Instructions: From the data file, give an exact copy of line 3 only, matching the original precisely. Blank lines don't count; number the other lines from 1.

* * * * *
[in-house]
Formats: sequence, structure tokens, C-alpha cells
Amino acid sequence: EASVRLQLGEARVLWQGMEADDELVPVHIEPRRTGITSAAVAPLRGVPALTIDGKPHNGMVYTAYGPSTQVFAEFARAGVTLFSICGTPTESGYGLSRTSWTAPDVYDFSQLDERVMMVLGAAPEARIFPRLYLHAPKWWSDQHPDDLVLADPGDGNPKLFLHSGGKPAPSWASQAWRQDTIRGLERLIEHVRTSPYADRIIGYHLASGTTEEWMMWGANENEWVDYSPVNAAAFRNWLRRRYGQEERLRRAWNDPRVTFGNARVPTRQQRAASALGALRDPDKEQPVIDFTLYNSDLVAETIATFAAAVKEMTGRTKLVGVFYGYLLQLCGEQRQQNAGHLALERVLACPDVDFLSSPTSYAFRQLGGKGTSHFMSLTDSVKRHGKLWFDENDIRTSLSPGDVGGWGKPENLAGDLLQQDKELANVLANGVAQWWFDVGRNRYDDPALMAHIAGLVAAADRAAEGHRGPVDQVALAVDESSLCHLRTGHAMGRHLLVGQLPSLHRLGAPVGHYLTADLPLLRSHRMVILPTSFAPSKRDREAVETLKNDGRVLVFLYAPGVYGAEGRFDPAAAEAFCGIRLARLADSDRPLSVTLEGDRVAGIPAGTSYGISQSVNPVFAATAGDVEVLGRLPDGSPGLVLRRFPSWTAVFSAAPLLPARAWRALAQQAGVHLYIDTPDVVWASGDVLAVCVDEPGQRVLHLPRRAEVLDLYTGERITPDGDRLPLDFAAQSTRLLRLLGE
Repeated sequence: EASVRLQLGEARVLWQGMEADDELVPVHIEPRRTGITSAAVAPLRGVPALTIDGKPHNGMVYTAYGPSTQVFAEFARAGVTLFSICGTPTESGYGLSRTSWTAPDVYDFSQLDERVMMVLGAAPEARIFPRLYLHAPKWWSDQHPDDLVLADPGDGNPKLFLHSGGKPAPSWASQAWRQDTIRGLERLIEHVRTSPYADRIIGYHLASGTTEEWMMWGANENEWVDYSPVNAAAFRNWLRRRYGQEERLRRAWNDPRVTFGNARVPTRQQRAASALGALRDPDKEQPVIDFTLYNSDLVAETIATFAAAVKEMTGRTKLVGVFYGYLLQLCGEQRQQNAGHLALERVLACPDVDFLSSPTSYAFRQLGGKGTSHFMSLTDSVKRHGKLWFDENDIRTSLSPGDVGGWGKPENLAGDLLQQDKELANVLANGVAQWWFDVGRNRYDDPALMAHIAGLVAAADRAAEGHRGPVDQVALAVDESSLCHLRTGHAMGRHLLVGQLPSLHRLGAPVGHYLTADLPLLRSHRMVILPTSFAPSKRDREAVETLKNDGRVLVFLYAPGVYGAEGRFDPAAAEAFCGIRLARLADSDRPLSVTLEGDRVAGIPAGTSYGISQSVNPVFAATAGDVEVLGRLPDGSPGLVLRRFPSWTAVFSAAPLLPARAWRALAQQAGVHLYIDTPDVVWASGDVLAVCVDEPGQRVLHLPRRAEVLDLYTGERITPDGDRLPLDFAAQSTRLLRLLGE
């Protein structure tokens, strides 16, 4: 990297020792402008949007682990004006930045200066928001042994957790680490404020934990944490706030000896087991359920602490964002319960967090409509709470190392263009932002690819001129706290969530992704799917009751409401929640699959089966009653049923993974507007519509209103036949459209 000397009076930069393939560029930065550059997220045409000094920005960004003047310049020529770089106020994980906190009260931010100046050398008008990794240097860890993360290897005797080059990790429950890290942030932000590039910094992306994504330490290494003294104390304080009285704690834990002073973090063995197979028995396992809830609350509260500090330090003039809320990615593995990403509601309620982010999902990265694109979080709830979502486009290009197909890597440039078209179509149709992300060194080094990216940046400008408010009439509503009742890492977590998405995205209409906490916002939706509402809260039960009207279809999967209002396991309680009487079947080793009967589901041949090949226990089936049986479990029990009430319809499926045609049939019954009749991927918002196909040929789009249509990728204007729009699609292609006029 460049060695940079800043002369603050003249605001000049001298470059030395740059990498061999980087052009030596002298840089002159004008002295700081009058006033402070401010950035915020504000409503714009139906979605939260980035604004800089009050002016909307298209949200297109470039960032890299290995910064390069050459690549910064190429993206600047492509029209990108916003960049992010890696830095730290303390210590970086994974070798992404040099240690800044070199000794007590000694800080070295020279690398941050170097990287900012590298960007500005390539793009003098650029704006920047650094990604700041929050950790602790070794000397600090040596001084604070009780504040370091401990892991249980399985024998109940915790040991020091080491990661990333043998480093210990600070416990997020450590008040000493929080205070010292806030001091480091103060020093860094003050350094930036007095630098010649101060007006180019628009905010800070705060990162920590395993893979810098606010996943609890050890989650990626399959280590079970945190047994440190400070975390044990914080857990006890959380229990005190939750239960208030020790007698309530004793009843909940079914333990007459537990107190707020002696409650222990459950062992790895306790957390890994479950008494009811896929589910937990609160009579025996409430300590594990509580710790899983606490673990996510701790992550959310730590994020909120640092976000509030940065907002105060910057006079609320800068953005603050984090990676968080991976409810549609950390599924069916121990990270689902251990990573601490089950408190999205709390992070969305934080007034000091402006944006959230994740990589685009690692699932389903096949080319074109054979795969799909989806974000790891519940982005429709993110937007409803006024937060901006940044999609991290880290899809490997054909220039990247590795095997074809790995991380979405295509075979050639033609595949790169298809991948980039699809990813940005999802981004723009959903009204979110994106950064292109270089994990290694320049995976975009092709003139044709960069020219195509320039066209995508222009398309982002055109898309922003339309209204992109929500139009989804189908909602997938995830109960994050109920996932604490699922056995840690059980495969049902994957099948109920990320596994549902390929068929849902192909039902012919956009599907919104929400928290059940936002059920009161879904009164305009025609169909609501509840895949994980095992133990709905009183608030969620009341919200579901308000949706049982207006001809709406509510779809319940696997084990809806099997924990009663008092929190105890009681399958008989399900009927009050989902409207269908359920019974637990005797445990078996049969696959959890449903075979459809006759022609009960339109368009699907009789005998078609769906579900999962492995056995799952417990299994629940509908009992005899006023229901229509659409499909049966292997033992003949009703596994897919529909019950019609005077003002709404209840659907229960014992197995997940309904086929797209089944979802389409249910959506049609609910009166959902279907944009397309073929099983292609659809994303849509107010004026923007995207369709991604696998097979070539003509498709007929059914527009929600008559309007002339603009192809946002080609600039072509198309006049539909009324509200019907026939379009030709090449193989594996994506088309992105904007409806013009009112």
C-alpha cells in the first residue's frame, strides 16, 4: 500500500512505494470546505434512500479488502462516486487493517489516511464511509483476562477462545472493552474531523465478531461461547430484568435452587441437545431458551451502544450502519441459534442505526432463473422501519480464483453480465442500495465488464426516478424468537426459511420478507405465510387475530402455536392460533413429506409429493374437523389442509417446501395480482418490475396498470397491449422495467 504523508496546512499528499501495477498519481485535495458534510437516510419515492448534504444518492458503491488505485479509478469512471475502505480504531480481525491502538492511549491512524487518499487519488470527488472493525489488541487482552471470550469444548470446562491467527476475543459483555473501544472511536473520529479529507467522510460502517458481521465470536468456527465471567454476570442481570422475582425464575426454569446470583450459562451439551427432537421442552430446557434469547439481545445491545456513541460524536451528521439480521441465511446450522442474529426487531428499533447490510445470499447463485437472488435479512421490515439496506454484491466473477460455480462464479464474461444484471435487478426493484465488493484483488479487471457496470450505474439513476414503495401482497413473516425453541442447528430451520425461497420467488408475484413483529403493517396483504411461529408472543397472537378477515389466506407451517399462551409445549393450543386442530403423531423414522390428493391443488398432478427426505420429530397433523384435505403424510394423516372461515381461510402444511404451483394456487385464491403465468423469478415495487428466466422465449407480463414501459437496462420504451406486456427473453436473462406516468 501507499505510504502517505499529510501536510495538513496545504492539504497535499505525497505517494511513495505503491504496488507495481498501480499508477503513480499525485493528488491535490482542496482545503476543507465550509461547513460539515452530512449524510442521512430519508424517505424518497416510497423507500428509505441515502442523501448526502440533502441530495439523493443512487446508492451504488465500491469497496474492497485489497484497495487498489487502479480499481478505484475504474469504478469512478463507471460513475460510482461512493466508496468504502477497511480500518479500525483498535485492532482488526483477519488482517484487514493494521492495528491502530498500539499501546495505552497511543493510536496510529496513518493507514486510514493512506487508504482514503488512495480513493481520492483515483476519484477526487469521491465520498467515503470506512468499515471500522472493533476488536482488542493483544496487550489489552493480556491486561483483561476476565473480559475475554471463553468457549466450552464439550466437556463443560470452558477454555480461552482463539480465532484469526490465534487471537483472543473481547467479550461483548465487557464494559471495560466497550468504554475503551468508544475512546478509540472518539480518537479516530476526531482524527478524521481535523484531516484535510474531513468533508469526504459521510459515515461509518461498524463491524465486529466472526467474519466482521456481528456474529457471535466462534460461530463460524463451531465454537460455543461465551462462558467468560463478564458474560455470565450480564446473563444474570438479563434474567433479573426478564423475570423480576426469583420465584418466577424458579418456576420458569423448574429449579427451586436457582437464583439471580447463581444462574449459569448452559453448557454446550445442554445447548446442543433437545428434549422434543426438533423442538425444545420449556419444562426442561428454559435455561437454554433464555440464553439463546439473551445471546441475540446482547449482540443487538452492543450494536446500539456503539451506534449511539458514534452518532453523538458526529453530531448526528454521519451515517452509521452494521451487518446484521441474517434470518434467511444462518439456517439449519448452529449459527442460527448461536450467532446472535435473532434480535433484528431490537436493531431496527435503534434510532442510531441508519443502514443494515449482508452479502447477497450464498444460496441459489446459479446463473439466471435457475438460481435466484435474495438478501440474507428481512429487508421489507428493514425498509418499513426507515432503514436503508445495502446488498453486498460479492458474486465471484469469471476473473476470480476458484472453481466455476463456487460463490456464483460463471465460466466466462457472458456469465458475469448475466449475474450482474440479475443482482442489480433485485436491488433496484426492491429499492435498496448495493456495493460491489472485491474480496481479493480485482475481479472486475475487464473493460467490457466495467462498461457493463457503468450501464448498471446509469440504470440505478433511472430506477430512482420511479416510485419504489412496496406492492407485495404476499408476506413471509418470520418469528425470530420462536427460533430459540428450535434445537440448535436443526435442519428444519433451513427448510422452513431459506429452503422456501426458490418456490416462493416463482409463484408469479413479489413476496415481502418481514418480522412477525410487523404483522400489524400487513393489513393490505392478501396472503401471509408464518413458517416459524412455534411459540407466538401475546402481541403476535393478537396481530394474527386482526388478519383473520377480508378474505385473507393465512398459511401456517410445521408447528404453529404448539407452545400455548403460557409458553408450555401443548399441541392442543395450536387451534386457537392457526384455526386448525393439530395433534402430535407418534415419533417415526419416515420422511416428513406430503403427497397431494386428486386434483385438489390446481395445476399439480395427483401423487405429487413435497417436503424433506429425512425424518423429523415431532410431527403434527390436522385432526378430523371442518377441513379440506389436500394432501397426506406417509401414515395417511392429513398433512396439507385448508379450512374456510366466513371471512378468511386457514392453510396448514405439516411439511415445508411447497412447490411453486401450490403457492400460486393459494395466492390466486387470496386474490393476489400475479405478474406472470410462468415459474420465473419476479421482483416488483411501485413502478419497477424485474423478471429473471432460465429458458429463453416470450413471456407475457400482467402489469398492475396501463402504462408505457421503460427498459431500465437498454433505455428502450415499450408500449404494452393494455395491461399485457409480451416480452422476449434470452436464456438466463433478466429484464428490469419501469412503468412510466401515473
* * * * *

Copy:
Amino acid sequence: EASVRLQLGEARVLWQGMEADDELVPVHIEPRRTGITSAAVAPLRGVPALTIDGKPHNGMVYTAYGPSTQVFAEFARAGVTLFSICGTPTESGYGLSRTSWTAPDVYDFSQLDERVMMVLGAAPEARIFPRLYLHAPKWWSDQHPDDLVLADPGDGNPKLFLHSGGKPAPSWASQAWRQDTIRGLERLIEHVRTSPYADRIIGYHLASGTTEEWMMWGANENEWVDYSPVNAAAFRNWLRRRYGQEERLRRAWNDPRVTFGNARVPTRQQRAASALGALRDPDKEQPVIDFTLYNSDLVAETIATFAAAVKEMTGRTKLVGVFYGYLLQLCGEQRQQNAGHLALERVLACPDVDFLSSPTSYAFRQLGGKGTSHFMSLTDSVKRHGKLWFDENDIRTSLSPGDVGGWGKPENLAGDLLQQDKELANVLANGVAQWWFDVGRNRYDDPALMAHIAGLVAAADRAAEGHRGPVDQVALAVDESSLCHLRTGHAMGRHLLVGQLPSLHRLGAPVGHYLTADLPLLRSHRMVILPTSFAPSKRDREAVETLKNDGRVLVFLYAPGVYGAEGRFDPAAAEAFCGIRLARLADSDRPLSVTLEGDRVAGIPAGTSYGISQSVNPVFAATAGDVEVLGRLPDGSPGLVLRRFPSWTAVFSAAPLLPARAWRALAQQAGVHLYIDTPDVVWASGDVLAVCVDEPGQRVLHLPRRAEVLDLYTGERITPDGDRLPLDFAAQSTRLLRLLGE